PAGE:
Courtesy of EarthSky
A Clear Voice for Science
The faint constellation Ophiuchus the Serpent Bearer appears in the southwest sky on late August and September evenings, above the bright ruddy star Antares, the brightest in the constellation Scorpius the Scorpion. Ophiuchus’ brightest star is called Rasalhague. It marks the head of Ophiuchus and is nowhere as bright as Antares, the star that depicts the Scorpion’s beating heart.
The Zodiac – or ‘pathway of animals’ – marks the plane of Earth’s orbit around the sun. The constellations of the Zodiac are familiar to all who read online astrology advice. There are 12 familiar constellations of the Zodiac: Aries, Taurus, Gemini, Cancer and so on. Ophiuchus is sometimes called the 13th or “forgotten” constellation of the Zodiac. The sun is moving in front of Ophiuchus from about November 30 to December 17 each year. Yet no one ever says they were born when the sun is in Ophiuchus.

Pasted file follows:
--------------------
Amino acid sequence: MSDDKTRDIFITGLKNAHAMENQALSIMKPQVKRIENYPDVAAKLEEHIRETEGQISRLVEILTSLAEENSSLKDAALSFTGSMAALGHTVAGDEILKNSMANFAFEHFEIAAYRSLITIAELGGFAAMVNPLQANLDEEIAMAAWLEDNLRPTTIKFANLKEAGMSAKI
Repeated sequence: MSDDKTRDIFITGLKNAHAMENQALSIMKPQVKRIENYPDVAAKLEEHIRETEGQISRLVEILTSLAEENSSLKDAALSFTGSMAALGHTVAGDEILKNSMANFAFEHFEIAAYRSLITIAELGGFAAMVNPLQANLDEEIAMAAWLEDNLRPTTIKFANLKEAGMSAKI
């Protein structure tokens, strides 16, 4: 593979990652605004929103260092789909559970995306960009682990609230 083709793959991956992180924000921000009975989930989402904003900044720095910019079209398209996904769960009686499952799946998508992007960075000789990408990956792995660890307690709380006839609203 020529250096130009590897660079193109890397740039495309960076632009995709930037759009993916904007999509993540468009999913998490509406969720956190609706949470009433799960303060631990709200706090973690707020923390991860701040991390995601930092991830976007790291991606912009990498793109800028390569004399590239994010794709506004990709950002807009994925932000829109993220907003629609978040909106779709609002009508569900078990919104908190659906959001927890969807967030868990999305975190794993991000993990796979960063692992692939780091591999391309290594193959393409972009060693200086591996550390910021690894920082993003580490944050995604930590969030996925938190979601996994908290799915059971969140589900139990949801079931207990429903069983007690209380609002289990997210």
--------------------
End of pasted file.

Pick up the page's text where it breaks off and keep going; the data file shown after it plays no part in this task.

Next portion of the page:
On sky maps, Ophiuchus the Serpent Bearer is depicted as holding Serpens the Serpent, which is considered a separate constellation. According to ancient Greek star lore, Ophiuchus is Asclepius, the physician who concocted a healing potion from the Serpent’s venom, mixing it with the Gorgon’s blood and an unknown herb. This potion gave humans access to immortality, until the god of the underworld appealed to Zeus to reconsider the ramifications of the death of death.
Even today, the Staff of Asclepius – symbol of the World Heath Organization and other medical organizations – pays tribute to the constellation Ophiuchus the Serpent Bearer.
Written by Deborah Byrd
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